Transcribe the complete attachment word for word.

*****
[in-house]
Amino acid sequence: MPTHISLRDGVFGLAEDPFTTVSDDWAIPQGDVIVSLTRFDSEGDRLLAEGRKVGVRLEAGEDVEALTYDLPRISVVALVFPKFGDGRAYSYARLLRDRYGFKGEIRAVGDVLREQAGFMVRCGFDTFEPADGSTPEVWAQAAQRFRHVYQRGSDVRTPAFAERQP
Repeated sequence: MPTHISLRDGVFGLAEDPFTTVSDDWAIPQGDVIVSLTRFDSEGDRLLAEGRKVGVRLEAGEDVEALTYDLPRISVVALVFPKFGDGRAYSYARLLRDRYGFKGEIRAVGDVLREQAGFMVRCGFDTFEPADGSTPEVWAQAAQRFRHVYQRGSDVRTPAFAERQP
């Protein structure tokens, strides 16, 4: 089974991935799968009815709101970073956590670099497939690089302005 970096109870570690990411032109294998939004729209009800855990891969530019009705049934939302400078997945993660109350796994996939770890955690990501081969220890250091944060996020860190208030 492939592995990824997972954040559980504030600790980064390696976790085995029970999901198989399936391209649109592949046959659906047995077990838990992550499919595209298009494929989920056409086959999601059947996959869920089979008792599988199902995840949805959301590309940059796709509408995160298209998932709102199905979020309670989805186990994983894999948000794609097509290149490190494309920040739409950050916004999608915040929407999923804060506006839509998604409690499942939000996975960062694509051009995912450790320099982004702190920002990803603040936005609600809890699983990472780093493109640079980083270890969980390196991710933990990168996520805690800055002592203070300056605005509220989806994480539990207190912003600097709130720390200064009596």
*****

[in-house]
Amino acid sequence: MPTHISLRDGVFGLAEDPFTTVSDDWAIPQGDVIVSLTRFDSEGDRLLAEGRKVGVRLEAGEDVEALTYDLPRISVVALVFPKFGDGRAYSYARLLRDRYGFKGEIRAVGDVLREQAGFMVRCGFDTFEPADGSTPEVWAQAAQRFRHVYQRGSDVRTPAFAERQP
Repeated sequence: MPTHISLRDGVFGLAEDPFTTVSDDWAIPQGDVIVSLTRFDSEGDRLLAEGRKVGVRLEAGEDVEALTYDLPRISVVALVFPKFGDGRAYSYARLLRDRYGFKGEIRAVGDVLREQAGFMVRCGFDTFEPADGSTPEVWAQAAQRFRHVYQRGSDVRTPAFAERQP
């Protein structure tokens, strides 16, 4: 089974991935799968009815709101970073956590670099497939690089302005 970096109870570690990411032109294998939004729209009800855990891969530019009705049934939302400078997945993660109350796994996939770890955690990501081969220890250091944060996020860190208030 492939592995990824997972954040559980504030600790980064390696976790085995029970999901198989399936391209649109592949046959659906047995077990838990992550499919595209298009494929989920056409086959999601059947996959869920089979008792599988199902995840949805959301590309940059796709509408995160298209998932709102199905979020309670989805186990994983894999948000794609097509290149490190494309920040739409950050916004999608915040929407999923804060506006839509998604409690499942939000996975960062694509051009995912450790320099982004702190920002990803603040936005609600809890699983990472780093493109640079980083270890969980390196991710933990990168996520805690800055002592203070300056605005509220989806994480539990207190912003600097709130720390200064009596």